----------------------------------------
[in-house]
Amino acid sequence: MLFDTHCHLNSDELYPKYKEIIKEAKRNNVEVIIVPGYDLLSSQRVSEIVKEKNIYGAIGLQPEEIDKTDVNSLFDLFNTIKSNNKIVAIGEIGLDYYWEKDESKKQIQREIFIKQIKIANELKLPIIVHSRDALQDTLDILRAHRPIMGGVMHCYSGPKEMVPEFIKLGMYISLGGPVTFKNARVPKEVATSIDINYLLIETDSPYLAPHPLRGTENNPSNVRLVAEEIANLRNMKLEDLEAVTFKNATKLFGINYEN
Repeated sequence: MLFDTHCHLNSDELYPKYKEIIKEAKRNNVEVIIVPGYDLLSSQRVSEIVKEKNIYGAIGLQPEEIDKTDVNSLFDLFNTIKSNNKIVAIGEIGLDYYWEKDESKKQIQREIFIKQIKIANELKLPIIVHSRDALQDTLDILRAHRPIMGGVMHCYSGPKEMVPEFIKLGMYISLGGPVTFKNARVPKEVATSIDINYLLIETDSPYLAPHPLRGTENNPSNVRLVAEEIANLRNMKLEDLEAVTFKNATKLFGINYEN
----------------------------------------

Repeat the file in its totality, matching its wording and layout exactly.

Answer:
[in-house]
Amino acid sequence: MLFDTHCHLNSDELYPKYKEIIKEAKRNNVEVIIVPGYDLLSSQRVSEIVKEKNIYGAIGLQPEEIDKTDVNSLFDLFNTIKSNNKIVAIGEIGLDYYWEKDESKKQIQREIFIKQIKIANELKLPIIVHSRDALQDTLDILRAHRPIMGGVMHCYSGPKEMVPEFIKLGMYISLGGPVTFKNARVPKEVATSIDINYLLIETDSPYLAPHPLRGTENNPSNVRLVAEEIANLRNMKLEDLEAVTFKNATKLFGINYEN
Repeated sequence: MLFDTHCHLNSDELYPKYKEIIKEAKRNNVEVIIVPGYDLLSSQRVSEIVKEKNIYGAIGLQPEEIDKTDVNSLFDLFNTIKSNNKIVAIGEIGLDYYWEKDESKKQIQREIFIKQIKIANELKLPIIVHSRDALQDTLDILRAHRPIMGGVMHCYSGPKEMVPEFIKLGMYISLGGPVTFKNARVPKEVATSIDINYLLIETDSPYLAPHPLRGTENNPSNVRLVAEEIANLRNMKLEDLEAVTFKNATKLFGINYEN